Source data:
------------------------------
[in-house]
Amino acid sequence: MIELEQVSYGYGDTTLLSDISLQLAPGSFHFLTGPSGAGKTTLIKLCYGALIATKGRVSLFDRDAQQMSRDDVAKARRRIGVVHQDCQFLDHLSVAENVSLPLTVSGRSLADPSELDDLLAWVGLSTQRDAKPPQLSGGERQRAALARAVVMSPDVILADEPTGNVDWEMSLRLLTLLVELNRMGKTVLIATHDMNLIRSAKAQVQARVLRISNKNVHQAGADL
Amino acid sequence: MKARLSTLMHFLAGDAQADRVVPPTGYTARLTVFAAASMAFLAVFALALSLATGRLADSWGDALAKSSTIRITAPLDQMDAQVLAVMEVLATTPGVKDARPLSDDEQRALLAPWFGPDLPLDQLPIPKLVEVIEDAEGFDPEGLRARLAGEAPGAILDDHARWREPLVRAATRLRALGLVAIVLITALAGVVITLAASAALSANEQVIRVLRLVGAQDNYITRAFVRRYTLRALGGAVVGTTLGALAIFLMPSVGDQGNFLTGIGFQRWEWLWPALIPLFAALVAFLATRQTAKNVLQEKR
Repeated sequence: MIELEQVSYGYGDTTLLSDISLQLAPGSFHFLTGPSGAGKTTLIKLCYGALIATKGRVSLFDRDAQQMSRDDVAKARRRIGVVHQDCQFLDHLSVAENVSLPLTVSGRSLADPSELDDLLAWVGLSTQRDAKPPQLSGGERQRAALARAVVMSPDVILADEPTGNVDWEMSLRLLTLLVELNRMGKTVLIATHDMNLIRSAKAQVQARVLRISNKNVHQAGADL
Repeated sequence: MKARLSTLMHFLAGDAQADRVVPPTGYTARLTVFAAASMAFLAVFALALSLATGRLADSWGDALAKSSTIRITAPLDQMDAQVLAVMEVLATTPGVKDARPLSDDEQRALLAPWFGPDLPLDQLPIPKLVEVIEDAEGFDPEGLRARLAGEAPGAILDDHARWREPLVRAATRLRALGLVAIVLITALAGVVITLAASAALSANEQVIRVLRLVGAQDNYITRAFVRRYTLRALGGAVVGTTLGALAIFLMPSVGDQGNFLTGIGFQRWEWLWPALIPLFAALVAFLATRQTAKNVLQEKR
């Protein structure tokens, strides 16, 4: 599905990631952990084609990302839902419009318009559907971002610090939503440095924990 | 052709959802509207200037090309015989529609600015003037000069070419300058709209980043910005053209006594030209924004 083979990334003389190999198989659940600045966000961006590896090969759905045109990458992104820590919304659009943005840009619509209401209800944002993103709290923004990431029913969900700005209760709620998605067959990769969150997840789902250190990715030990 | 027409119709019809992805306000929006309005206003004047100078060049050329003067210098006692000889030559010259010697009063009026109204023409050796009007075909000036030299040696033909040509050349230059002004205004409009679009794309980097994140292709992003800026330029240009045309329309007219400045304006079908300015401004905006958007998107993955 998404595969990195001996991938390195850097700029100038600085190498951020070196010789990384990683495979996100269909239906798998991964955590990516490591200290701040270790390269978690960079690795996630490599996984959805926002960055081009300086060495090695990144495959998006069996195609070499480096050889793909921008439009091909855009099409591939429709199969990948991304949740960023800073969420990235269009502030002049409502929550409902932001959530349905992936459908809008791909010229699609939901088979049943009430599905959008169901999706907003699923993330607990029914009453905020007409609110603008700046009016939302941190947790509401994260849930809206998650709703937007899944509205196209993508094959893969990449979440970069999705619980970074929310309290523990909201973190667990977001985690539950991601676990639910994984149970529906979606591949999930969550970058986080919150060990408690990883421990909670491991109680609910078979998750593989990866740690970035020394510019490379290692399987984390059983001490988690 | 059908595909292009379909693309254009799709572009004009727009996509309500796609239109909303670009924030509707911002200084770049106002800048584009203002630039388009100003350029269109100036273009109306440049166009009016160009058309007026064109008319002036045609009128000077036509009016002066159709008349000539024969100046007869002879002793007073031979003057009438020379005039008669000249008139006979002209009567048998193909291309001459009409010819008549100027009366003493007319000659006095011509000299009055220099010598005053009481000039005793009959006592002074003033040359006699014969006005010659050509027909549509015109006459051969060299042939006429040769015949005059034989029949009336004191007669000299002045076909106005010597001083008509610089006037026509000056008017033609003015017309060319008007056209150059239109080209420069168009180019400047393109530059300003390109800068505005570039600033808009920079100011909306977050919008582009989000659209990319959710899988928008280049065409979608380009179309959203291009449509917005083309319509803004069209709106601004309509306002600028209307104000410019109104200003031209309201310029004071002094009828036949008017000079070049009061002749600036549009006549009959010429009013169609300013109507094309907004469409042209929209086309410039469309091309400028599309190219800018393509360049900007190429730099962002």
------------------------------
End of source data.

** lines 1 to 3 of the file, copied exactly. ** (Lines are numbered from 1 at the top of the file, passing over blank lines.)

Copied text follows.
[in-house]
Amino acid sequence: MIELEQVSYGYGDTTLLSDISLQLAPGSFHFLTGPSGAGKTTLIKLCYGALIATKGRVSLFDRDAQQMSRDDVAKARRRIGVVHQDCQFLDHLSVAENVSLPLTVSGRSLADPSELDDLLAWVGLSTQRDAKPPQLSGGERQRAALARAVVMSPDVILADEPTGNVDWEMSLRLLTLLVELNRMGKTVLIATHDMNLIRSAKAQVQARVLRISNKNVHQAGADL
Amino acid sequence: MKARLSTLMHFLAGDAQADRVVPPTGYTARLTVFAAASMAFLAVFALALSLATGRLADSWGDALAKSSTIRITAPLDQMDAQVLAVMEVLATTPGVKDARPLSDDEQRALLAPWFGPDLPLDQLPIPKLVEVIEDAEGFDPEGLRARLAGEAPGAILDDHARWREPLVRAATRLRALGLVAIVLITALAGVVITLAASAALSANEQVIRVLRLVGAQDNYITRAFVRRYTLRALGGAVVGTTLGALAIFLMPSVGDQGNFLTGIGFQRWEWLWPALIPLFAALVAFLATRQTAKNVLQEKR